train_ds = batch: tokenize(batch, max_size), batched=True, batch_size=process_batch_size)
val_ds = batch: tokenize(batch, max_size), batched=True, batch_size=process_batch_size)
prod_ds = batch: tokenize(batch, max_size), batched=True, batch_size=process_batch_size)

Two columns have appeared in each dataset:

  1. input_ids: A numerical identifier to which each token has been mapped.
  2. attention_mask: Array of 1s and 0s, allowing the model to ignore the padded parts of the inputs.

We can display the dataset changes as it was shown above:


Build the Model

Similar to how we obtained the tokenizer, Hugging Face Transformers provides the AutoModelForSequenceClassification class, which allows us to quickly download a pre-trained transformer model with a classification task head on top. The pre-trained model to use in this tutorial is DistilBERT. The weights of the classification task head will be randomly initialized.

It is important to pass output_hidden_states = True to be able to compute the embedding vectors associated with the text (explained below). First, let’s download the pre-trained model.

num_labels = dataset['training'].features['label'].num_classes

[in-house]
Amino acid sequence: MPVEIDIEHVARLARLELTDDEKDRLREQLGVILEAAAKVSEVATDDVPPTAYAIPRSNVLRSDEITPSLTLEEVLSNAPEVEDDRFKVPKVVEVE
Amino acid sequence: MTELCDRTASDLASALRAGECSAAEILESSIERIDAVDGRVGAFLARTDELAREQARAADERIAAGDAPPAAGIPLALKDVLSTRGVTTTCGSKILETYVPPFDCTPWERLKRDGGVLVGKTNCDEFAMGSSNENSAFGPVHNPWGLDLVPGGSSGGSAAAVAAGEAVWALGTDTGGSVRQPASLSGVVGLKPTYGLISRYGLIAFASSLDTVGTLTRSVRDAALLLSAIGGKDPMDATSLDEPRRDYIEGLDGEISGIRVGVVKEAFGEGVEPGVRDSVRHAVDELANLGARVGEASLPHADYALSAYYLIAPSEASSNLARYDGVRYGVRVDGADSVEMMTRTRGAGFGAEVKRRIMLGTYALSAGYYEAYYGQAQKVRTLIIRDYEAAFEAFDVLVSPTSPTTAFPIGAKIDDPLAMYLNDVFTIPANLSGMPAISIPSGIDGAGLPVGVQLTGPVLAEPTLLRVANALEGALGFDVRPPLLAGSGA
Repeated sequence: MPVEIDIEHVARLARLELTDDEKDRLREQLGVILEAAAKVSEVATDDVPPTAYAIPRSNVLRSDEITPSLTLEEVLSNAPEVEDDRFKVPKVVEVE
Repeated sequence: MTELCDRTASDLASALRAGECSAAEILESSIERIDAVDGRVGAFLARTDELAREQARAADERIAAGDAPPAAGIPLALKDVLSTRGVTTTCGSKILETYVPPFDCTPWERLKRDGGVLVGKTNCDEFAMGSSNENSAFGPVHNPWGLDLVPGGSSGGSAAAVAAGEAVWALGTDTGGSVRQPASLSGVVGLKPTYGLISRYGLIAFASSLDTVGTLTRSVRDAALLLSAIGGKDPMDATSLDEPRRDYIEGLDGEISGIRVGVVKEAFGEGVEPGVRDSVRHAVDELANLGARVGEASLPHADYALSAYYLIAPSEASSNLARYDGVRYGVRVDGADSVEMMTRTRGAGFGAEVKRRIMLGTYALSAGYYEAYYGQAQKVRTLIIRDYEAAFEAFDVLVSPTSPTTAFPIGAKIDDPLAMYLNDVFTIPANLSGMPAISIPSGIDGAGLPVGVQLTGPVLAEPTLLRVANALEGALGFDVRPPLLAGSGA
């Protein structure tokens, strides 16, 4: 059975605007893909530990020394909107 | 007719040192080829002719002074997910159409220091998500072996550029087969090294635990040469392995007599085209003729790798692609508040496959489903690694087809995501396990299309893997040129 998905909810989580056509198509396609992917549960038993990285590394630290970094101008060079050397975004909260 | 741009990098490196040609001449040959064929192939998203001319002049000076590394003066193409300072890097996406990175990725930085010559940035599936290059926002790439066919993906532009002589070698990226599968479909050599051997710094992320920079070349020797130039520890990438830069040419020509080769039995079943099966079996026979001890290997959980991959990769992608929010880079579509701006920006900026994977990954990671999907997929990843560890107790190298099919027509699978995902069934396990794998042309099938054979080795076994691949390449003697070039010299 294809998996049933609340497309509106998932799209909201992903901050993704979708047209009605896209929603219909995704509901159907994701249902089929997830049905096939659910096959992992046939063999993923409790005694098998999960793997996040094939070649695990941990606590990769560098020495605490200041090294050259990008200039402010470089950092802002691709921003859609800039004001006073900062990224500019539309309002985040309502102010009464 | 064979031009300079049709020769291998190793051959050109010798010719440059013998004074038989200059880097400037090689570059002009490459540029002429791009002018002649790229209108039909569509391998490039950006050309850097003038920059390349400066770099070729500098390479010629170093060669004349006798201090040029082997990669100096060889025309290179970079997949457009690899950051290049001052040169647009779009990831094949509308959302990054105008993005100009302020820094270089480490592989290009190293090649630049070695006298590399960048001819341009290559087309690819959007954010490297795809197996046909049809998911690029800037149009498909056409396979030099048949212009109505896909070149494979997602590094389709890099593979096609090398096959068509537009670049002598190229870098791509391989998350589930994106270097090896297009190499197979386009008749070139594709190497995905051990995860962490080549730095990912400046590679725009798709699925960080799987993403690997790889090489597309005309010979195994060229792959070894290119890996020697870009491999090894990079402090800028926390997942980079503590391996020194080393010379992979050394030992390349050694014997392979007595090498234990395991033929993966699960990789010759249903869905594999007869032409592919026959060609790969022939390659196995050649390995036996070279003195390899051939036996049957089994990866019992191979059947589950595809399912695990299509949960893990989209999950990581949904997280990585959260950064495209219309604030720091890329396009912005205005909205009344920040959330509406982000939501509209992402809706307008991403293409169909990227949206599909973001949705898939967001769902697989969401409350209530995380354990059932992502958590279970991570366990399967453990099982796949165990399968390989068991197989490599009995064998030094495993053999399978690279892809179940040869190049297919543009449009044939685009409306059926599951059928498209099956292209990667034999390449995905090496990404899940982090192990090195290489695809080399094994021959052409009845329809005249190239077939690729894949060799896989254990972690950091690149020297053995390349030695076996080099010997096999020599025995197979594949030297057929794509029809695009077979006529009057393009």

model = (AutoModelForSequenceClassification
.from_pretrained(model_ckpt, num_labels = num_labels, output_hidden_states=True)

We then use the TrainingArugments class to define the training parameters. This class stores a lot of information and gives you control over the training and evaluation.

training_batch_size = 16
training_epochs = 3
logging_steps = len(train_ds) // training_batch_size
model_name = f"distilbert_reviews_with_language_drift"
training_args = TrainingArguments(output_dir=model_name,

Next, define a metrics calculation function to evaluate the model.

def compute_metrics(pred):
labels = pred.label_ids
preds = pred.predictions[0].argmax(-1)
f1 = f1_score(labels, preds, average="weighted")
acc = accuracy_score(labels, preds)
return {"accuracy": acc, "f1": f1}

Finally, fine-tune the model using the Trainer class.

trainer = Trainer(
print("Evaluation before training")
eval = trainer.evaluate(eval_dataset=val_ds)
eval_df = pd.DataFrame({'Epoch':0, 'Validation Loss': eval['eval_loss'], 'Accuracy': eval['eval_accuracy'], 'F1': eval['eval_f1']}, index=[0])
print(" ")
torch.cuda.empty_cache() # Free up some memory

Step 2: Post-Processing Your Data

Here, we will extract the prediction labels and the text embedding vectors. The latter are formed from the hidden states of the pre-trained (and then fine-tuned) model.

def postprocess(batch):
Postprocessing includes:
- Extract prediction labels
- Extract embedding vectors associated with the input text
inputs = { for k,v in batch.items() if k in tokenizer.model_input_names}
with torch.no_grad():
out = model(**inputs). # Extract prediction labels
pred_label = out.logits.argmax(dim=1) # Extract embedding vectors
hidden_states = torch.stack(out.hidden_states) # (layer_#, batch_size, seq_length/or/num_tokens, hidden_size)
embeddings = hidden_states[-1][:,0,:] # Select last layer, then CLS token vector
return {"text_vector": embeddings.cpu().numpy(), "pred_label": pred_label.cpu().numpy()}